Leash pulling can result from a variety of different things. In some cases, the dog may simply be so excited to go for a walk that he or she is unable to control themselves. In other cases, the dog sees itself as the leader of the pack, and he or she simply takes the leadership position at the front of the pack.
If excitement is the motivation for leash pulling, simply giving the dog a few minutes to calm down can often be a big help. Simply stand with the dog on the leash for a couple minutes and let the initial excitement of the upcoming walk pass. After the initial excitement ahs worn off, many dogs are willing to walk calmly on their leash.
If the problem is one of control, however, some retraining may be in order. All dog training starts with the owner establishing him or herself as the alpha dog, or pack leader, and without this basic respect and understanding, no effective training can occur. For dogs exhibiting these type of control issues, a step back to basic obedience commands is in order.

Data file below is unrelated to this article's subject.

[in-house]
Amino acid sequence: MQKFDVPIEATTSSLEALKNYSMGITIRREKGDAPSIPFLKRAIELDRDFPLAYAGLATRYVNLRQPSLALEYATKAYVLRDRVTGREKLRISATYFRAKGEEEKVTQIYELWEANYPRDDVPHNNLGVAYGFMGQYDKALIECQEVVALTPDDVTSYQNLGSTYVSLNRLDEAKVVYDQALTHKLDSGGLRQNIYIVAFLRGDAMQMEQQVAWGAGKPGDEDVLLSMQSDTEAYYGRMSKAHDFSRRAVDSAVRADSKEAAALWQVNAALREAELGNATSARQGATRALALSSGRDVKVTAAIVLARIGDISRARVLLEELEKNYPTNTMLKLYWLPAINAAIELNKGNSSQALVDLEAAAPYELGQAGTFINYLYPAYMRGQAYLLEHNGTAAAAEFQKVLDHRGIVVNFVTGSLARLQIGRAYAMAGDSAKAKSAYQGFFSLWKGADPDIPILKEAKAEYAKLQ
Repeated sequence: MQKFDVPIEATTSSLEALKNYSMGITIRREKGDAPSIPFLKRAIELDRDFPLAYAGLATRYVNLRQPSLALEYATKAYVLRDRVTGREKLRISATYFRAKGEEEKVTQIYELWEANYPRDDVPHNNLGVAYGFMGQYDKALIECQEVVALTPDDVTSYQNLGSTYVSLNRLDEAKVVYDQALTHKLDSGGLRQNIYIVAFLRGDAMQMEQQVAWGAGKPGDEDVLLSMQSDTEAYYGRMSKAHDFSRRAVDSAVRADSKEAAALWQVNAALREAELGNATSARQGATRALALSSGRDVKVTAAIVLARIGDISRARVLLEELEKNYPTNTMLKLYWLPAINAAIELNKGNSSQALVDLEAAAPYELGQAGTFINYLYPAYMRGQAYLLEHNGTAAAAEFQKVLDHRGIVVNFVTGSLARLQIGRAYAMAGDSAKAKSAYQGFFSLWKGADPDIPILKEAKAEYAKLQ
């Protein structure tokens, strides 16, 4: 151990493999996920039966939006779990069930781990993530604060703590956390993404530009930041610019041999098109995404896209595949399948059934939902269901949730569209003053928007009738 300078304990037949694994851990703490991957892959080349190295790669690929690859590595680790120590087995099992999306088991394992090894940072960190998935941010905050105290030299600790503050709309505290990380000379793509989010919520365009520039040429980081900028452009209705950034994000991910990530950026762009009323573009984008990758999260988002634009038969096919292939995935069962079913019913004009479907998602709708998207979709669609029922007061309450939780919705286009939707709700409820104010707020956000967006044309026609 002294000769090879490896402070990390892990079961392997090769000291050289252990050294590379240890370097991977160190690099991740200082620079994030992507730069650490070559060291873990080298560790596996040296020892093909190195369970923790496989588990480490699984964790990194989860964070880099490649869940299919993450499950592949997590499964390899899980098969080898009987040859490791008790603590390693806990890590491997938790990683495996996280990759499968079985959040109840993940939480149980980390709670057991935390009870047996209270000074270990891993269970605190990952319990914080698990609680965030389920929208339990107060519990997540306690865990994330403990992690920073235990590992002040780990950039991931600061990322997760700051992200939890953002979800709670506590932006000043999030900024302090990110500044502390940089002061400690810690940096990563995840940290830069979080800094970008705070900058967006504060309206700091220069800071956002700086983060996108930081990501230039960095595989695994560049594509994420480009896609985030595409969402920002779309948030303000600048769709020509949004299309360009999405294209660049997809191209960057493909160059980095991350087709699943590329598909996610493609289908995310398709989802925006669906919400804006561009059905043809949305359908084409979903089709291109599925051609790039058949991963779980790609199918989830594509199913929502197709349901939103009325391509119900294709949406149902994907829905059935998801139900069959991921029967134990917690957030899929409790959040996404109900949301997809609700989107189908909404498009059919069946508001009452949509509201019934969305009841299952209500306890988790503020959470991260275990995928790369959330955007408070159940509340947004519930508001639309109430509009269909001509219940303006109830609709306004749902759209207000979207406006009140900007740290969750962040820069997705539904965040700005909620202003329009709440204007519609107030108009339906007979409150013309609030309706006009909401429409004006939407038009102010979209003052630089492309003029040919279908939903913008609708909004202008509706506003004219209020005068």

These dogs can often be helped through a formal obedience school structure. The dog trainer will of course be sure to train the handler as well as the dog, and any good dog trainer will insist on working with the dog owner as well as the dog.
The basis of teaching the dog to walk calmly on the lead is teaching it to calmly accept the collar and lead. A dog that is bouncing up and down while the collar is being put on will not walk properly. Begin by asking your dog to sit down, and insisting that he sit still while the collar is put on. If the dog begins to get up, or gets up on his own after the collar is on, be sure to sit him back down immediately. Only begin the walk after the dog has sat calmly to have the collar put on, and continued to sit calmly as the leash is attached.
Once the leash is attached, it is important to make the dog walk calmly toward the door. If the dog jumps or surges ahead, gently correct him with a tug of the leash and return him to a sitting position. Make the dog stay, then move on again. Repeat this process until the dog is walking calmly by your side.
Repeat the above process when you reach the door. The dog should not be allowed to surge out of the door, or to pull you through the open door. If the dog begins this behavior, return the dog to the house and make him sit quietly until he can be trusted to walk through the door properly. Starting the walk in control is vital to creating a well mannered dog.